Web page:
Occupational Health Nursing

Nurses doing clinical training

Contact Us

Jodi WaddoupsJodi_Waddoups_Headshot.jpg
Occupational Health Nursing Program Director
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Kat McColl2J0A0038

RMCOEH Graduate Academic Advisor
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Supervising the care of patients who’ve suffered workplace injuries. Leading a team that is designing a program to promote healthy living habits among a company’s workforce. Evaluating potential hazards at a job site and crafting preventive measures.

Occupational health nurses do this and much more—sometimes all in one day—in a diverse, engaging discipline that impacts countless workers. At RMCOEH, we understand the essential role occupational health nurses fill, from protecting worker health and safety to managing organizational risks, and are committed to equipping our trainees with the knowledge they need to thrive in this career path.

What is Occupational Health Nursing?

Occupational health nursing is focused on the health, safety, and well-being of workers. This includes evaluating and treating patients—but in contrast to many other nursing disciplines, occupational health nurses often spend the majority of their time outside the treatment room. They are specially trained in occupational safety and health, allowing them to tackle bigger-picture responsibilities aimed at protecting workers, ranging from devising emergency response plans to providing training in workplace safety at seminars.

A certified occupational health nurse (COHN) may work in private companies, hospitals, clinics, labor organizations, consulting, academia, government, and many other settings. COHNs perform nursing, health promotion, health and safety assessments, safety program management, case management, counseling and crisis management, legal and regulatory compliance, and nearly any activity related to managing the health of a workforce.

Our Program

certificate Requirements


RMCOEH’s online Occupational Health Nursing (OHN) program provides the education and skills needed to take advantage of the tremendous career options available in this discipline, including leadership and management opportunities.

The program, which culminates in a graduate certificate, provides BSN-level nurses with the education and preparation to pass the American Board for Occupational Health Nurses, Inc. certifying board examination and to enter and excel in occupational health. The graduate certificate will satisfy 2,000 of the required 3,000 hours of work experience to be eligible to take the certifying board examination.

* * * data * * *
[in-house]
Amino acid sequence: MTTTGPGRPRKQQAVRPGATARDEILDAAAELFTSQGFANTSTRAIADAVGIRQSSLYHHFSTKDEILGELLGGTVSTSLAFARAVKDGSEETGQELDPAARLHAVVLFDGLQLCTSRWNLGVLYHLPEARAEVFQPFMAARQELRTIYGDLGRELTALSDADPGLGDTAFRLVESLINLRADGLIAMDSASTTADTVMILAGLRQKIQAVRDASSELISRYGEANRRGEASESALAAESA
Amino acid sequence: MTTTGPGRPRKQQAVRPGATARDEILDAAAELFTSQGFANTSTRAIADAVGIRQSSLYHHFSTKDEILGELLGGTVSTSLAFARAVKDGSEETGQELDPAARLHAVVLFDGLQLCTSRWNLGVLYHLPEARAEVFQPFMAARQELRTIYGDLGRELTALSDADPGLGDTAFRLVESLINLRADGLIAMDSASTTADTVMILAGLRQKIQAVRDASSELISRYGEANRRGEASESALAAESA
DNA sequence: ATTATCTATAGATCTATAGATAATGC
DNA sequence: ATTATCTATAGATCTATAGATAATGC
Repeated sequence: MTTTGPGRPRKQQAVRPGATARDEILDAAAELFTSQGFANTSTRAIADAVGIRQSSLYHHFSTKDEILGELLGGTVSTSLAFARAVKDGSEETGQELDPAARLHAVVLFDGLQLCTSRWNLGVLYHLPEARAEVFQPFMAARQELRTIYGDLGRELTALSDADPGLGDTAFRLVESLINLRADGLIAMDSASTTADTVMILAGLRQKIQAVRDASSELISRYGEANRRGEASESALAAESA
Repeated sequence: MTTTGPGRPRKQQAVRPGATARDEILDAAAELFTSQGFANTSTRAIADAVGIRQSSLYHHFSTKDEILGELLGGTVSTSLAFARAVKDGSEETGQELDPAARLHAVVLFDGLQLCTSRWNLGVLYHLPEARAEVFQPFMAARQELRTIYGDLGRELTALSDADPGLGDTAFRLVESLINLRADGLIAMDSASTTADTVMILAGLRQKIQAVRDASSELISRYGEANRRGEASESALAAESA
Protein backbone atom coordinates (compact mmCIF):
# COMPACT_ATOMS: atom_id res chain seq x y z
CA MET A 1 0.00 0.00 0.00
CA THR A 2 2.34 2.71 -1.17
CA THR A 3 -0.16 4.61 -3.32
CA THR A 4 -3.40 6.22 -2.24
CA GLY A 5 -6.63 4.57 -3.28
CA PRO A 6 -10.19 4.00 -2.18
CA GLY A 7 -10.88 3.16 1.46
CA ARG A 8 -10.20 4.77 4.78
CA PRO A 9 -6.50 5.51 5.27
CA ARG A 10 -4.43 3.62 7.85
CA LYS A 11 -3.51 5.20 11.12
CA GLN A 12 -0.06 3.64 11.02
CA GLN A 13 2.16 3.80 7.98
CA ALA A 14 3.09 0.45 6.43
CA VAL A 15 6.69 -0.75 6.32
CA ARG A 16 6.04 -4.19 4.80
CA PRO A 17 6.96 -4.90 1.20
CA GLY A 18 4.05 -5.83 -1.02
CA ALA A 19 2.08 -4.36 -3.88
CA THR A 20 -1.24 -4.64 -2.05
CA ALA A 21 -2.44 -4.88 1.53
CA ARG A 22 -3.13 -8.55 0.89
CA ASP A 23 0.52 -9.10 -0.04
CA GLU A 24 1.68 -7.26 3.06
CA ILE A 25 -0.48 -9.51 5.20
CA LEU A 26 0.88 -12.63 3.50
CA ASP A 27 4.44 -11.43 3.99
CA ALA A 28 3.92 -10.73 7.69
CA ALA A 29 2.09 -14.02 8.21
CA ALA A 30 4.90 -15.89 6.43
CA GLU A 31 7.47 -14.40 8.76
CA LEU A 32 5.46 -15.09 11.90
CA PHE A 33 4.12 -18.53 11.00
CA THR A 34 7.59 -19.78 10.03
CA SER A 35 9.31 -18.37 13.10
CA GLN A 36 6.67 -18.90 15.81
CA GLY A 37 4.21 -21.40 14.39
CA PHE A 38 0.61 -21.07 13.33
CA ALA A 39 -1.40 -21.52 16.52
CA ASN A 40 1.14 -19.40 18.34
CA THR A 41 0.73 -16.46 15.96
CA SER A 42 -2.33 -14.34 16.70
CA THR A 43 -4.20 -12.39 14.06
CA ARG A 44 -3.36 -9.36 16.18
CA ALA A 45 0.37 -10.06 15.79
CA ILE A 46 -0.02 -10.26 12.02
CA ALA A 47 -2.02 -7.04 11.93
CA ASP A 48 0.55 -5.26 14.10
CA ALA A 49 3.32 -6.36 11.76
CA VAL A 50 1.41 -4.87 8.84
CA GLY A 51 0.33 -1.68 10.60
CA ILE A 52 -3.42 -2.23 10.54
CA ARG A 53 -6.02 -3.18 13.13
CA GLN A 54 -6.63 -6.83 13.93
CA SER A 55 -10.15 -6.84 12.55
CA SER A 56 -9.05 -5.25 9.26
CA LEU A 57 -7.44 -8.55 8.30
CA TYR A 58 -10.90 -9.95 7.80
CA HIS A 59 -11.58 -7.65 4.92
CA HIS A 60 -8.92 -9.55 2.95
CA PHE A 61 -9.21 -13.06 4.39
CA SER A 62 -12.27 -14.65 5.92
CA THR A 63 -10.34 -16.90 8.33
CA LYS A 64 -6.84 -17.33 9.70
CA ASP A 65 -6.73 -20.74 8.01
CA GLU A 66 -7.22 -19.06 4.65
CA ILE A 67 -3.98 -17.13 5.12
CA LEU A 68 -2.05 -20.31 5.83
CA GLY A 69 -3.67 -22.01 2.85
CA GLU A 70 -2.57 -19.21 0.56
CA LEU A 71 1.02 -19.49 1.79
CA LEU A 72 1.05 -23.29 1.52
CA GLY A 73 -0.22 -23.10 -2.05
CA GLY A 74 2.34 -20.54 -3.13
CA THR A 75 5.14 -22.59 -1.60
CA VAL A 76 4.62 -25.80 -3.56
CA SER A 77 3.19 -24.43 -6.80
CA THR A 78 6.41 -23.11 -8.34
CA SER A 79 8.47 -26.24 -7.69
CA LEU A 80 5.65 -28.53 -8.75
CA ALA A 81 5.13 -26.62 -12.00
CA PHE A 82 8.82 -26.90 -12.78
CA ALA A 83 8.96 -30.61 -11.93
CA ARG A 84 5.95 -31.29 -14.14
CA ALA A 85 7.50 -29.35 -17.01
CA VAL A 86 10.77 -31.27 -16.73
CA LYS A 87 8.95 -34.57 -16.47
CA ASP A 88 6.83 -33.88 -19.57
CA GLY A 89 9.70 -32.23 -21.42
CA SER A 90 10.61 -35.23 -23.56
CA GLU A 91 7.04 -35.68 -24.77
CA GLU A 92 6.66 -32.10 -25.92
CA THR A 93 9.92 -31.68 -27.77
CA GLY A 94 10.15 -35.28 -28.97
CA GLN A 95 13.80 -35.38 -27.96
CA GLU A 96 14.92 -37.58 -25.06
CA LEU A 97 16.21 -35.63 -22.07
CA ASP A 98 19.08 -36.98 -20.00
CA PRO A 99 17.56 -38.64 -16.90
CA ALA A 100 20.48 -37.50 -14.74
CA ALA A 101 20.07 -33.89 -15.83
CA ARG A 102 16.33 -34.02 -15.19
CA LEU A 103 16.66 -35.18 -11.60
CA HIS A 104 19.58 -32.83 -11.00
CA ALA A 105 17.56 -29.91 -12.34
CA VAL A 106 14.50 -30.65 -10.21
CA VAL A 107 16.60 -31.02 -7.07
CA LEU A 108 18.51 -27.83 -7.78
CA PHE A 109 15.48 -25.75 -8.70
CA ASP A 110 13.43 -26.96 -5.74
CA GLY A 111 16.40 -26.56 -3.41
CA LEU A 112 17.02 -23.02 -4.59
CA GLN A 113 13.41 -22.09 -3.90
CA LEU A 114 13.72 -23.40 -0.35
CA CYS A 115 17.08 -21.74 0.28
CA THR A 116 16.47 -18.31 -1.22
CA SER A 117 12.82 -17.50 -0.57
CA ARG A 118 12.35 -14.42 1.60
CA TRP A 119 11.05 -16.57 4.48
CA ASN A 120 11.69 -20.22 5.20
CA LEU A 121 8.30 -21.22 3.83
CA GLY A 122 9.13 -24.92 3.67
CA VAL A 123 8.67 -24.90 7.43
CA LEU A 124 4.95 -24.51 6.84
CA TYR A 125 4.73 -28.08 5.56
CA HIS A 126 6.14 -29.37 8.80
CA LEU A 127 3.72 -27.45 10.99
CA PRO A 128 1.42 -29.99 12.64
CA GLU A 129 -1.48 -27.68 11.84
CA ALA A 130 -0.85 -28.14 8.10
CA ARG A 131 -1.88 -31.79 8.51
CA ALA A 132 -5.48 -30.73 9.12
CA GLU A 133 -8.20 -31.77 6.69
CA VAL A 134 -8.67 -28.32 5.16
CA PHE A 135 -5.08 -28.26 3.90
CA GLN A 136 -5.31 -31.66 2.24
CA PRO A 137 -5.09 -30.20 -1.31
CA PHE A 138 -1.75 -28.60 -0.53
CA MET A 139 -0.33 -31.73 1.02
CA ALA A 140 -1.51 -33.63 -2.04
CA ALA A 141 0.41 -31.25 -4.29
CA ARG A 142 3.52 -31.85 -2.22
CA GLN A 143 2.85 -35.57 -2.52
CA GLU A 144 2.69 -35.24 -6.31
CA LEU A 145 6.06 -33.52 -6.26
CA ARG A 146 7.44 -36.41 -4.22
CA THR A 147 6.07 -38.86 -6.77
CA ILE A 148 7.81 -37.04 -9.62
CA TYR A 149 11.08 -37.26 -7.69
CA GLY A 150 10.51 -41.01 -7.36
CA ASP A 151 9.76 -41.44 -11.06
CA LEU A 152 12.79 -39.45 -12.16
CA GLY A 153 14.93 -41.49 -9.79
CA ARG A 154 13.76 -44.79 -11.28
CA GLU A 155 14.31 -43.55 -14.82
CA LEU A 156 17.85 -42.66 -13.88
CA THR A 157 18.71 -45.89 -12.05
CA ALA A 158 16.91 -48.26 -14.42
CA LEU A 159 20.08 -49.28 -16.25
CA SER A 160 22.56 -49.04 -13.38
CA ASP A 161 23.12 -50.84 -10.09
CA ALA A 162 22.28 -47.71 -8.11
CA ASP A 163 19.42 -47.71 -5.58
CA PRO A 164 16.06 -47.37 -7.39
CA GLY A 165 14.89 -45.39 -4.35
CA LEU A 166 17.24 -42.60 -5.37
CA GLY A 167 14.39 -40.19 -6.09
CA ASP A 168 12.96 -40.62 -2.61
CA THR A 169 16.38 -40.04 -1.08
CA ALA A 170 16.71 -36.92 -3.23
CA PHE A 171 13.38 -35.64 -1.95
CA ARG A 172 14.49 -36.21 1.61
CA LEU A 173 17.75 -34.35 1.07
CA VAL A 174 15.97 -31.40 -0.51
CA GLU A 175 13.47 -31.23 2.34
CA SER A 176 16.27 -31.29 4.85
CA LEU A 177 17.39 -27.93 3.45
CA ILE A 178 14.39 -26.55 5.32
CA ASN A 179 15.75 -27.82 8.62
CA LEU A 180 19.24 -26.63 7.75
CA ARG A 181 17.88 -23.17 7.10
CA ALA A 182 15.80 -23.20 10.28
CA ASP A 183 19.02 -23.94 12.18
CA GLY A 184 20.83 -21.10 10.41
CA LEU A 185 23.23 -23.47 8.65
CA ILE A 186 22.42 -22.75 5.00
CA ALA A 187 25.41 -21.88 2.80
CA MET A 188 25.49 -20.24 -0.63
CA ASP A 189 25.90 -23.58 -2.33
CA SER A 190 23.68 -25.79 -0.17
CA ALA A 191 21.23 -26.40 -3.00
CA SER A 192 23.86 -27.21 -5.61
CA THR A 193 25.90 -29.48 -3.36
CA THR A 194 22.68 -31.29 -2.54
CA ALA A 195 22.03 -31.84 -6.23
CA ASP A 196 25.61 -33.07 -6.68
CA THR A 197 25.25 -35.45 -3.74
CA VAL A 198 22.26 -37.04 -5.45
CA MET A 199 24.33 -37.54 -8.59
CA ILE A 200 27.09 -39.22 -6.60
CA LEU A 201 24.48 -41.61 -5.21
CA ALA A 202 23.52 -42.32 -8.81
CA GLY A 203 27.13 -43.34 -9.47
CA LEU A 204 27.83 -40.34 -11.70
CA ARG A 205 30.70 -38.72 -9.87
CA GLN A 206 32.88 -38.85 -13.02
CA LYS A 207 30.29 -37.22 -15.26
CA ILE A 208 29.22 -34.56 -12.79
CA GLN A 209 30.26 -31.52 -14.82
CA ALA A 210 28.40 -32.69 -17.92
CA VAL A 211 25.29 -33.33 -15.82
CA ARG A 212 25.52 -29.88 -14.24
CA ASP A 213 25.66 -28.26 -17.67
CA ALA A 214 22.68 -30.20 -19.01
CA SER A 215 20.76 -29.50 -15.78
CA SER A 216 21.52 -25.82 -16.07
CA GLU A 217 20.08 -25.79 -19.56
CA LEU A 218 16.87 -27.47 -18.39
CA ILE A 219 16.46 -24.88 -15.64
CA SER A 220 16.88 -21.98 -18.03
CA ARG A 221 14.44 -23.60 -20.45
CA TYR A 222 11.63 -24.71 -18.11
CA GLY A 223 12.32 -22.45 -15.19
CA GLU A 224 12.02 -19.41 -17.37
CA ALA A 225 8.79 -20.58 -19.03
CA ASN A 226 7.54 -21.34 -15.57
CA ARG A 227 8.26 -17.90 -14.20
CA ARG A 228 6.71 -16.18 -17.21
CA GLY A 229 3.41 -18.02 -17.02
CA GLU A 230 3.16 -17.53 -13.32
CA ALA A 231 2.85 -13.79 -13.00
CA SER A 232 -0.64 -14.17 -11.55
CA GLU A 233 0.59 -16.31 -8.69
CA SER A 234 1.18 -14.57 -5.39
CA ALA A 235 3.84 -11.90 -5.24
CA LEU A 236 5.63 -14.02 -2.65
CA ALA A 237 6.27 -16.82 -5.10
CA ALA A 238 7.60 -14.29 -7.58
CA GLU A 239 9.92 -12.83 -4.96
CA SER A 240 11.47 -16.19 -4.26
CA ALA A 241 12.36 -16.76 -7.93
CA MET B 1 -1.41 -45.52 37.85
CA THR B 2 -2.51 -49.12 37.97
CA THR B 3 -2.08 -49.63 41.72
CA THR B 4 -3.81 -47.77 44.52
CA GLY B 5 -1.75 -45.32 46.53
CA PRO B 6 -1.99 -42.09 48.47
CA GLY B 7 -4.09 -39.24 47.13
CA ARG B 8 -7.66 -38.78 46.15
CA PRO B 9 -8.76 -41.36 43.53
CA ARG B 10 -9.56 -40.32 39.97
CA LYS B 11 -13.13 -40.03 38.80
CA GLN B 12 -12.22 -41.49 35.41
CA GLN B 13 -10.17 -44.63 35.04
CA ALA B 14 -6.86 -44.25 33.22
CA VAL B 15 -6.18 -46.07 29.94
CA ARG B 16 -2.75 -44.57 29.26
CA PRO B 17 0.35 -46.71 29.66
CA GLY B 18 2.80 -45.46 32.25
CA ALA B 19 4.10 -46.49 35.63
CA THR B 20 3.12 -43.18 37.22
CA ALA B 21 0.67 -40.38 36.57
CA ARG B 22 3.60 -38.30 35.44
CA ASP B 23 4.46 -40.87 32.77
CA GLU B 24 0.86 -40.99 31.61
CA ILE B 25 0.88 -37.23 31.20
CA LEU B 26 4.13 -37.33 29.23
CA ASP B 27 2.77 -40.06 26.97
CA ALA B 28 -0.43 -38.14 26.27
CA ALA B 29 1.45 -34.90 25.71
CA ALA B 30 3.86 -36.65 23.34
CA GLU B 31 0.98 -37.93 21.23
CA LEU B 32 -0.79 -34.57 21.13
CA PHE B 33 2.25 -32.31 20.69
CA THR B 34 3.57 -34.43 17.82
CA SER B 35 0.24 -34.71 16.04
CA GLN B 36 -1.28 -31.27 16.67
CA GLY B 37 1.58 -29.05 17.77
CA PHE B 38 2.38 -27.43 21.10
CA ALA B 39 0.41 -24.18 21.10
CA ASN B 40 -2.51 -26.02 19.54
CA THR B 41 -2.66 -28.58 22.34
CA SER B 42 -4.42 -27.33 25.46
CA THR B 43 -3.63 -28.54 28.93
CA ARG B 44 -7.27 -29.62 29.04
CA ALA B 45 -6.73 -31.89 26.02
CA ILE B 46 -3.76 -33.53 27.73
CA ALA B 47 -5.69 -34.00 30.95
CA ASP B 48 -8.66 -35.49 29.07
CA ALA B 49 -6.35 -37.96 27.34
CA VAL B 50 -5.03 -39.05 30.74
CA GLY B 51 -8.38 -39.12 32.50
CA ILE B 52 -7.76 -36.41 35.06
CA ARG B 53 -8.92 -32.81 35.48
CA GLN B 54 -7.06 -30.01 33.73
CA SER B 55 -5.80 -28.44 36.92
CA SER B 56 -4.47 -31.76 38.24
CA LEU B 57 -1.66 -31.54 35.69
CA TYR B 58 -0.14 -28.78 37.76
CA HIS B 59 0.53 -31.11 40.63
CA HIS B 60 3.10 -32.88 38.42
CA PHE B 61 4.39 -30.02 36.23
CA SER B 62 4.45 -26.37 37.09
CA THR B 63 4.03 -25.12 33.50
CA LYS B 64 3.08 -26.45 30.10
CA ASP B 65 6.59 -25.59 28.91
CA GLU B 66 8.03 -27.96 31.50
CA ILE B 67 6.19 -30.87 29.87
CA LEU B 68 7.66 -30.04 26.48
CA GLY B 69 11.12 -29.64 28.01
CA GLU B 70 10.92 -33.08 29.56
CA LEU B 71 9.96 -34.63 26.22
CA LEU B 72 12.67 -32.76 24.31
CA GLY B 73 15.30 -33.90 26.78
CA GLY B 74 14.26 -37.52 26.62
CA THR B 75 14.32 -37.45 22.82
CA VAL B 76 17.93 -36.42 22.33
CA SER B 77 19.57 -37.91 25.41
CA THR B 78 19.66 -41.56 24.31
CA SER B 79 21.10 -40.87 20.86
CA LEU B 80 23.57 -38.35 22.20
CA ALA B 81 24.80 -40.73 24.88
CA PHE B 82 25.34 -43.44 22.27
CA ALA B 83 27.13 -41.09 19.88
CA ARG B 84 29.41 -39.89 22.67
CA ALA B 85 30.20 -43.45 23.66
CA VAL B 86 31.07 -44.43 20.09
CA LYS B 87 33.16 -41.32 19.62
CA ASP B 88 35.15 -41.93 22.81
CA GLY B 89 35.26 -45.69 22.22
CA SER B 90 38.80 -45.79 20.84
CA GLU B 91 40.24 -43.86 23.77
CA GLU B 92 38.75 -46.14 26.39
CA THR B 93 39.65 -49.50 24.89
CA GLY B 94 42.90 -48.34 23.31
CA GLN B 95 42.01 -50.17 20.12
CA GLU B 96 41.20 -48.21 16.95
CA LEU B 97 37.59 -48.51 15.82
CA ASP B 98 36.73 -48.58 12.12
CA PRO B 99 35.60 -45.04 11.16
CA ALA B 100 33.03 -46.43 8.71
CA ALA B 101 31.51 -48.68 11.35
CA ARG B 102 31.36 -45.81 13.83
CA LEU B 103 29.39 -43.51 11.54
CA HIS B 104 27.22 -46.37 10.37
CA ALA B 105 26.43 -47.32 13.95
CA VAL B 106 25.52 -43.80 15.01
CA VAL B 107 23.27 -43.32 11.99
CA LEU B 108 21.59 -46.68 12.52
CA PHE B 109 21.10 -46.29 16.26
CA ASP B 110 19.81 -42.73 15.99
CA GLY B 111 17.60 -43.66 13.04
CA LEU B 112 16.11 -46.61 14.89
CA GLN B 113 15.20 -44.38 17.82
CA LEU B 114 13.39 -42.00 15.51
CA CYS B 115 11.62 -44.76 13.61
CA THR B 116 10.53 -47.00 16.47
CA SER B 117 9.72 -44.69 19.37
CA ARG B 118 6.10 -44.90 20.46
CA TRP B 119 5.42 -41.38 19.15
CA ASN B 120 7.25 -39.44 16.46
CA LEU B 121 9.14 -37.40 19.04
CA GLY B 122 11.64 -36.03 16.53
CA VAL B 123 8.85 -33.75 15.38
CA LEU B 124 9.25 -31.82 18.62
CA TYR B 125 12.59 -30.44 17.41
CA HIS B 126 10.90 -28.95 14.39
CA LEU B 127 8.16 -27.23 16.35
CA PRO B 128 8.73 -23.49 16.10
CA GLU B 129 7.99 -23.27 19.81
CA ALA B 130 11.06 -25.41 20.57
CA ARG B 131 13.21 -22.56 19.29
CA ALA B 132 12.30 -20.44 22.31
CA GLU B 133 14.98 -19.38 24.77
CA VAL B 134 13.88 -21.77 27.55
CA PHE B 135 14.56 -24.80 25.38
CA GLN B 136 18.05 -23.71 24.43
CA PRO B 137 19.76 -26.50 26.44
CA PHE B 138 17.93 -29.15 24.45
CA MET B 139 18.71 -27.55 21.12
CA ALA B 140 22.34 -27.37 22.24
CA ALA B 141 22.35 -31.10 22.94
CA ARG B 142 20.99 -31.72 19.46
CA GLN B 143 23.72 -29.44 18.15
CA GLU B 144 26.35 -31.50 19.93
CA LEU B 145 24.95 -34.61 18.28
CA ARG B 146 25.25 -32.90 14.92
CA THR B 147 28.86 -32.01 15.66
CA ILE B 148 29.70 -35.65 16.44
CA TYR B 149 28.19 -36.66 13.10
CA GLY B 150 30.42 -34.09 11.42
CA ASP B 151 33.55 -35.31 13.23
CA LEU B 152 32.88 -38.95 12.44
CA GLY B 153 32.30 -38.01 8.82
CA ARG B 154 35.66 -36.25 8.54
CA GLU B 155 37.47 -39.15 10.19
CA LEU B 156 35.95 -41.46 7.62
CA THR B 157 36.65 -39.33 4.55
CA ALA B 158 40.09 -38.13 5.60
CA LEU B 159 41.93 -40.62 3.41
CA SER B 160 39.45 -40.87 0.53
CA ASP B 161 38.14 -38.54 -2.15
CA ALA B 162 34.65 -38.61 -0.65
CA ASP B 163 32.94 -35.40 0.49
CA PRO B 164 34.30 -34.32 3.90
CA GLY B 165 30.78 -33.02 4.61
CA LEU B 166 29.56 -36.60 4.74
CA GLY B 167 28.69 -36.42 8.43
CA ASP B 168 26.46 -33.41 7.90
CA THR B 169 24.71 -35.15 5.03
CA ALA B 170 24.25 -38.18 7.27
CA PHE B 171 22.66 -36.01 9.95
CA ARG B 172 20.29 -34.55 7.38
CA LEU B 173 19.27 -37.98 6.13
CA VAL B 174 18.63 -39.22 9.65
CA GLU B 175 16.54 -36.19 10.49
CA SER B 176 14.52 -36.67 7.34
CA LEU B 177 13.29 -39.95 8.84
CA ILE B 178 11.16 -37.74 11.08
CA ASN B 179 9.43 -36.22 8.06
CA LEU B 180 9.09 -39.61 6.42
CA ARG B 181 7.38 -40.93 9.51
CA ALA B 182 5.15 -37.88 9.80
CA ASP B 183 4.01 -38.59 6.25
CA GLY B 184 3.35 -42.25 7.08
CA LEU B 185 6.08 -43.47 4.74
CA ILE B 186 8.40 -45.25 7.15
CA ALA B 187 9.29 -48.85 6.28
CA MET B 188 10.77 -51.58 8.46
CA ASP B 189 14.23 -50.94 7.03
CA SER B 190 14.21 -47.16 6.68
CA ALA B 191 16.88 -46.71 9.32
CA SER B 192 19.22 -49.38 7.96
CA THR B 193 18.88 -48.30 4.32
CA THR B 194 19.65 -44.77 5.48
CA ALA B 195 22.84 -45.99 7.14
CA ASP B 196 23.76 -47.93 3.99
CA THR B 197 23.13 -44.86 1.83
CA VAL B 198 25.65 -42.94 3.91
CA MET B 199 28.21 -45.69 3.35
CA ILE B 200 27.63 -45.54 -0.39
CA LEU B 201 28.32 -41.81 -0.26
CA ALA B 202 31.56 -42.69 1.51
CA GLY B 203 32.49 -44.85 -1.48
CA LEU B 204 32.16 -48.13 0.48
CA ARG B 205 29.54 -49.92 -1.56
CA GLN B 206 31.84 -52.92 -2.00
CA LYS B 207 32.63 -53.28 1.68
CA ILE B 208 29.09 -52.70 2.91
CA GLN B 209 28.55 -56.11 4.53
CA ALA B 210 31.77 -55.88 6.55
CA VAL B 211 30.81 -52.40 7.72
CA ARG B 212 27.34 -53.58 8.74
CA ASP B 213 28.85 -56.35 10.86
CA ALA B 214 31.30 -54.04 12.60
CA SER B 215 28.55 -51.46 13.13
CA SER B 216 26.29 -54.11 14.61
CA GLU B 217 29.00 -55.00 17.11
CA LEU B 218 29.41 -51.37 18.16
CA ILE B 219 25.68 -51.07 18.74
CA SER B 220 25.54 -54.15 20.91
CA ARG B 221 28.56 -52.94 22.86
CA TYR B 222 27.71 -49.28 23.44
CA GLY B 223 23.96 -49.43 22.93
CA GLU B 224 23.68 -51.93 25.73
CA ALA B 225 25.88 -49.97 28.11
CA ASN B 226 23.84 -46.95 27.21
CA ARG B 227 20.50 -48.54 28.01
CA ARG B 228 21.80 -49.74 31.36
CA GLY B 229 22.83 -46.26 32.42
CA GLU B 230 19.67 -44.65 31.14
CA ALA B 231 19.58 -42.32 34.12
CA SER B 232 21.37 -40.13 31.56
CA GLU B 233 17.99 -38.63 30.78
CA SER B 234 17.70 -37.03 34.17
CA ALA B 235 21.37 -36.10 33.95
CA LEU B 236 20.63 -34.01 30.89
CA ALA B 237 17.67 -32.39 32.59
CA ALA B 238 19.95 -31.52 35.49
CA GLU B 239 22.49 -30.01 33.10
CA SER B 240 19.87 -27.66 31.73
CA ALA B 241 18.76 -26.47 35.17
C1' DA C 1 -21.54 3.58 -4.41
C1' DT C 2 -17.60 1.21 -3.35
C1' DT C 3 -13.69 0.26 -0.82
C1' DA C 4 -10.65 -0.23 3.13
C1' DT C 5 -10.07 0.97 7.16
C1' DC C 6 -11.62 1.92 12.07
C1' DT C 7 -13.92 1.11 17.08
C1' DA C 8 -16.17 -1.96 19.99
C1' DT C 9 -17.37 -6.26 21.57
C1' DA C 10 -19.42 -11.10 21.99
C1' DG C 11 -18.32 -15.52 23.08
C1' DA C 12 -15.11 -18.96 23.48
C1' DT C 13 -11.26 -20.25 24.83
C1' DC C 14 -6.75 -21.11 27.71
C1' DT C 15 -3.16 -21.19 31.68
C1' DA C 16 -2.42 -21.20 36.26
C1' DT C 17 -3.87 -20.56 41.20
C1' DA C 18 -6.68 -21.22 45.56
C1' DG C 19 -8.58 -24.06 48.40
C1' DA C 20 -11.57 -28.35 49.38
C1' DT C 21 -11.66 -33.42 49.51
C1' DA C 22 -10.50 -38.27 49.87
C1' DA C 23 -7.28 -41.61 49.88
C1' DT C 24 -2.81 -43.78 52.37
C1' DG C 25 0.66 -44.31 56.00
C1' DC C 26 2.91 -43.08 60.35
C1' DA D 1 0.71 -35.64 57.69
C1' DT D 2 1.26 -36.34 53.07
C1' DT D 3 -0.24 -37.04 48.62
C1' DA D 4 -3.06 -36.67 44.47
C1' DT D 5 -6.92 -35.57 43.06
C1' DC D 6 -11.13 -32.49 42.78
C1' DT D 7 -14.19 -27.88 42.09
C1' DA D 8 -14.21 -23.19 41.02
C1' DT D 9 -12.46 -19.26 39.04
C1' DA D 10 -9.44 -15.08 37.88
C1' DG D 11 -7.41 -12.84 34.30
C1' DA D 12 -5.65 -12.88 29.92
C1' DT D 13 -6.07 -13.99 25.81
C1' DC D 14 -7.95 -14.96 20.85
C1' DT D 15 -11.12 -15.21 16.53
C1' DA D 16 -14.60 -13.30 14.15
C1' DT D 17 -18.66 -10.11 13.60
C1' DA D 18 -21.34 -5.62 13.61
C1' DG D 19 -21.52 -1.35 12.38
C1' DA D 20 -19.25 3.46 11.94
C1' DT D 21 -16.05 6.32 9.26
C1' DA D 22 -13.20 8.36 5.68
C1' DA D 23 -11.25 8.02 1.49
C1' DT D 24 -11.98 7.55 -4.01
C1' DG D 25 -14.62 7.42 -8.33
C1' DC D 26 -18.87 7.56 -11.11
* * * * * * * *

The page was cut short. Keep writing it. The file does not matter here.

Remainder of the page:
A BSN is prerequisite for admission to the program. The certificate consists of five courses totaling 15 credits. All are three-credit, graduate-level courses. Learners can complete the certificate in as few as two semesters but may take up to two years to allow for concurrent employment. Learners will complete two occupational health nursing courses: 6010 Fundamentals of Occupational Health Nursing and 6020 Occupational Health Nursing Role Development. Additionally, the nurse will enroll in three courses focused on interdisciplinary occupational health and safety topics: OEHS 6370 Occupational Epidemiology, OEHS 6760 Management and Administration of Occupational Health and Safety Programs, and OEHS 6750 Fundamentals of Industrial Hygiene. An elective may be substituted for a required course for learners who demonstrate equivalent education or experience in a core course area. Enrollment, course registration, and tuition is administered through WSU.

Career Outlook

The news is good: Demand for occupational health nurses is high, and it’s expected to stay that way in the years and decades ahead as organizations grapple with the challenge of keeping their workers safe and healthy. Many occupational health nurses work directly for businesses or other organizations that have enough employees to require in-house health and safety programs, though jobs are also available in hospitals and other settings such as governmental organizations and insurance companies. 

With an average salary of $99,000, according to a 2022 survey from the American Association of Occupational Health Nurses, occupational health nursing is also one of the most lucrative fields within nursing, making it a particularly enticing career path for people who envision making a difference in hundreds—or even thousands—of lives on a daily basis.

Other Resources

The American Board for Occupational Health Nurses, Inc. and the American Association of Occupational Health Nurses provide a significant amount of information for occupational health nurses and people considering joining the field.

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